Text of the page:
More Chance To Comment On Controversial Education Options

Council considering commissioning another learning provider

There are two more weeks to comment over Merton Council's controversial proposals for adult education in the borough.

The preferred option of the council's cabinet is to commission another learning provider to continue to provide adult education in Merton.

It says it is considering this option as it needs to find £32m in savings during the next four years.

Other options being considered - but which are not the cabinet's "preferred" option - are:

1. Continue the service as it currently is.

2. Form a shared service with South Thames College.

3. Form a shared service with another local authority-managed college.

4. Join with the London Borough of Wandsworth to commission another learning provider to provide adult learning courses in the borough.

The consultation started on in November and will now continue until January 17. Residents are encouraged to complete the online consultation. Paper copies will be available in Merton's libraries, adult education sites and in other prominent locations later this month.

All contributions to this consultation will be fed into a report on the findings of the consultation which will go to the January cabinet for a decision. No decision will be made until the consultation has concluded and Cabinet has considered the opinions of the respondents.

Merton Council cabinet member for education Councillor Martin Whelton said: "We are going through tough times as we need to make savings of £32m over the next four years. We need to ensure tax payers in Merton are getting value for money for the services we provide and we need to find new ways of delivering our services.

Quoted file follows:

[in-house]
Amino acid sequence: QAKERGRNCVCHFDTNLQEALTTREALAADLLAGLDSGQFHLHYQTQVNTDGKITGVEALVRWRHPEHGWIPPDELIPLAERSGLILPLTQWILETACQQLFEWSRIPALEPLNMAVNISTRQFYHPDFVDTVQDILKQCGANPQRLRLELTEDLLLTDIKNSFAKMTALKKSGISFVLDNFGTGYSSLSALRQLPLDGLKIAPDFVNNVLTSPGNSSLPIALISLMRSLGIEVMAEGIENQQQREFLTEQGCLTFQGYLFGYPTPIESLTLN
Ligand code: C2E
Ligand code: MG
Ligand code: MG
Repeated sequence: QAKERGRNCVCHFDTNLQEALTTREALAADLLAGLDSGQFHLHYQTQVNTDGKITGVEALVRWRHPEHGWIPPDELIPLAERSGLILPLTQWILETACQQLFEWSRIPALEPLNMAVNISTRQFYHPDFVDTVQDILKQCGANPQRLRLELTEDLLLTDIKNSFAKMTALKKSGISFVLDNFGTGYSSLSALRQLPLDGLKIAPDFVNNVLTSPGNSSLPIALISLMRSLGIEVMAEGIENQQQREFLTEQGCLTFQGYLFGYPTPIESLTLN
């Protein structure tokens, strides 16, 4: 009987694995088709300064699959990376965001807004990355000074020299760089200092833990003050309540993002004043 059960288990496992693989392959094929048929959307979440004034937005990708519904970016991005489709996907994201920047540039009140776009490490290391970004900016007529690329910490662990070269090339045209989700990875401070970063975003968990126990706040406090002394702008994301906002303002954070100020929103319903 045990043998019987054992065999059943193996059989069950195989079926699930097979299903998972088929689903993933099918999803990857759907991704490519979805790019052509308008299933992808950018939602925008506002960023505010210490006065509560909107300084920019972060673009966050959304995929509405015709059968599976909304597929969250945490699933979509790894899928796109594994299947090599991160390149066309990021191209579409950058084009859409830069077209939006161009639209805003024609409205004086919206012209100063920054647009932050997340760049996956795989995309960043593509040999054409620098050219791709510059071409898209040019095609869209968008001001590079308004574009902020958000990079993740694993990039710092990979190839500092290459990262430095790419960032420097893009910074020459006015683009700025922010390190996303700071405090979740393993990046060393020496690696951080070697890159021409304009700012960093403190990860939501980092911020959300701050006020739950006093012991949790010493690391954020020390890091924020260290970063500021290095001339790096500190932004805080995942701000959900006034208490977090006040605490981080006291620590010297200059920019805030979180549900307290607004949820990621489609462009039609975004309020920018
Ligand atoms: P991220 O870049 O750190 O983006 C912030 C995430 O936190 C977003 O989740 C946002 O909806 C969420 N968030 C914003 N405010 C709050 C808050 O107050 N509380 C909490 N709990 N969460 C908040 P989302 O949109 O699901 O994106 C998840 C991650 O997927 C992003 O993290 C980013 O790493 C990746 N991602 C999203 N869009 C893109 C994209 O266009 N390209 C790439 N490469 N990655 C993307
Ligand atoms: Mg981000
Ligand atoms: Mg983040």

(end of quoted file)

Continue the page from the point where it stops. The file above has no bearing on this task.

"We're committed to continuing adult learning in the borough, but there will inevitably be changes to the way it is delivered. As a cabinet, we have agreed that children's services and adult social care should bear less of a share of the cuts to funding. If we just carry on as we are, and steer away from these difficult decisions, other vital services will be affected. We welcome people's ideas about new and innovative ways in which we could deliver financially resilient adult learning in the future."

He added today: "A number of residents asked us to extend the deadline as the consultation falls over Christmas and New Year. In light of their concerns I have asked officers to extend the deadline by two weeks to ensure that everyone's voice can be heard. We have already received a large number of responses, and I would encourage anyone with an interest in the service to complete a consultation form so Cabinet can make a full and informed decision in February."

But Conservative Education spokesman James Holmes said in a letter to the cabinet: "I note that it is not proposed that the service be discontinued and this is welcome. The report sets out as the background a requirement by the Council to find £32m of savings over the next four years. Putting aside whether this figure is accurate, I am concerned that the wider issue is whether the whole premise of the proposed consultation is correct.

"It appears that MAE not only breaks even but produces a surplus of up to £124,000 for the Council as set out in the service plan which is a public document. This document suggests that the service meets it own overheads and also makes a significant contribution to the central corporate overhead. I would urge that this matter is fully and properly investigated before instigating a consultation."

After the meeting he added: "The subsidy the Council pays for MAE is more than offset by the contribution that the College makes to council overheads. We urged Labour to address this point but it was ignored. We made concrete suggestions that will protect services and jobs but these were brushed aside.

"If there is a doubt whether any money will be saved, I am left wondering what Labour’s real agenda is here. For no clear reason Labour are putting at risk a vital service for over 5,000 people. We are fighting to protect this service."

Wimbledon MP Stephen Hammond has raised a number of issues with local Labour councillors over the future of adult education.

December 19, 2014